The addition of topotecan to a multi-drug chemotherapy helped to maintain high cure rates for the devastating eye cancer and helped preserve vision and reduced the likelihood of developing treatment-related leukemia. Results of the 10-year follow-up study were recently published online in the Journal of Clinical Oncology. Retinoblastoma is an eye cancer that occurs in young children with most being under the age of two. While the current therapy has a cure rate that exceeds 95 percent, one of the drugs in the therapy, etoposide, leaves survivors with a risk of developing acute myeloid leukemia. Researchers sought find a safer therapy. Initially using mice, researchers were able to confirm that topotecan was an effective replacement for etoposide and this success led to a prospective clinical trial in 26 newly diagnosed patients. The study patients were treated with the new combination of vincristine, topotecan and carboplatin. Researchers found that this new therapy was more successful than the current therapy in stopping the progression of the disease and also allowed patients a greater chance of having useful vision.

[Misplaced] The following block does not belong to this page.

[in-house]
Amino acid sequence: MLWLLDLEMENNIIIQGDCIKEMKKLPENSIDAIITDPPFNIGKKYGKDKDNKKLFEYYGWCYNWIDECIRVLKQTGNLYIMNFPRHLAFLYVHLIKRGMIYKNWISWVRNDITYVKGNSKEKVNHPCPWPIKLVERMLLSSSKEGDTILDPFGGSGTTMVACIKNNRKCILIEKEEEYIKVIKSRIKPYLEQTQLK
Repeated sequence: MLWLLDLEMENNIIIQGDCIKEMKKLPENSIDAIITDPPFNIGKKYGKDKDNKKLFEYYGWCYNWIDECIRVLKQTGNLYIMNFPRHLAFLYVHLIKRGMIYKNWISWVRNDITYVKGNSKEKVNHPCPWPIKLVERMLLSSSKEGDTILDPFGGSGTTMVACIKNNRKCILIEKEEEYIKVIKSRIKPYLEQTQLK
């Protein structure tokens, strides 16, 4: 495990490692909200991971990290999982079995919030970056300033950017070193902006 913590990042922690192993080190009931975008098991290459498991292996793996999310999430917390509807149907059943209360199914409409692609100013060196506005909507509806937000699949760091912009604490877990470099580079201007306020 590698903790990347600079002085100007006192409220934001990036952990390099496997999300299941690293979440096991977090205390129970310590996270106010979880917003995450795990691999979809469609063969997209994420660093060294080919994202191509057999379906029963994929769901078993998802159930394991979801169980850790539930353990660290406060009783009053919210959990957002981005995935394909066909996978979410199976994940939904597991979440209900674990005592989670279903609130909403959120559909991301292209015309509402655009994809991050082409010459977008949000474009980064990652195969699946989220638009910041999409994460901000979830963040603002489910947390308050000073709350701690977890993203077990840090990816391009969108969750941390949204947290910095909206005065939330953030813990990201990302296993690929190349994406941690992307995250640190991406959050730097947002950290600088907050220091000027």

Improved therapy for retinoblastoma patients
- by Dr. Paul Krawitz
- 25 October, 2016